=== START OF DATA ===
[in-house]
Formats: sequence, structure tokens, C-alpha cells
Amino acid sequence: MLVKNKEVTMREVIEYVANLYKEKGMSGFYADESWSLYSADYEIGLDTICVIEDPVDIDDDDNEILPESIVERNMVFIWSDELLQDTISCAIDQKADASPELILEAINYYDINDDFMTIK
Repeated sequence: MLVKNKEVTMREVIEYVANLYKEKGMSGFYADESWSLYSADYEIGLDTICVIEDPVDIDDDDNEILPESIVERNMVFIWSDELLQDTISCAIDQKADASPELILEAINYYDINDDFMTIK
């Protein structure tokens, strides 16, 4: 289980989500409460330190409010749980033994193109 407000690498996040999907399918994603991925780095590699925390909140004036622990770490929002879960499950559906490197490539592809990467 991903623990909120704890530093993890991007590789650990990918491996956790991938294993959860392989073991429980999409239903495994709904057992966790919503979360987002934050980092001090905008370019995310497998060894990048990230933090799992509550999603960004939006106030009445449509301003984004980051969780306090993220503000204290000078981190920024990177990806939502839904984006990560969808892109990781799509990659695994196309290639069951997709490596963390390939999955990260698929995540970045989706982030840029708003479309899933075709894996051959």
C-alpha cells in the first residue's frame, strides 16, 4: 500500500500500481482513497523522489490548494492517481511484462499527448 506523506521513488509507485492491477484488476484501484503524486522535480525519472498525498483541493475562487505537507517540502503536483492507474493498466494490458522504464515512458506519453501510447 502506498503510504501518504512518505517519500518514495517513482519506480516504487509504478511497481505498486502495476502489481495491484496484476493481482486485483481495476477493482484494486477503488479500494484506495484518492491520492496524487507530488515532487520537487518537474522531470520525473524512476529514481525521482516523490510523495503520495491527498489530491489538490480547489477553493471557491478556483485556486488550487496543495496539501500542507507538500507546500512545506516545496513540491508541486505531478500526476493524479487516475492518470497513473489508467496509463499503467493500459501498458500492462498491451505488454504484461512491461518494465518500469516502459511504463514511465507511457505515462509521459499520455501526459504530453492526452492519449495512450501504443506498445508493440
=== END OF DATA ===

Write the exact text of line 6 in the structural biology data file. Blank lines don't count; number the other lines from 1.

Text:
C-alpha cells in the first residue's frame, strides 16, 4: 500500500500500481482513497523522489490548494492517481511484462499527448 506523506521513488509507485492491477484488476484501484503524486522535480525519472498525498483541493475562487505537507517540502503536483492507474493498466494490458522504464515512458506519453501510447 502506498503510504501518504512518505517519500518514495517513482519506480516504487509504478511497481505498486502495476502489481495491484496484476493481482486485483481495476477493482484494486477503488479500494484506495484518492491520492496524487507530488515532487520537487518537474522531470520525473524512476529514481525521482516523490510523495503520495491527498489530491489538490480547489477553493471557491478556483485556486488550487496543495496539501500542507507538500507546500512545506516545496513540491508541486505531478500526476493524479487516475492518470497513473489508467496509463499503467493500459501498458500492462498491451505488454504484461512491461518494465518500469516502459511504463514511465507511457505515462509521459499520455501526459504530453492526452492519449495512450501504443506498445508493440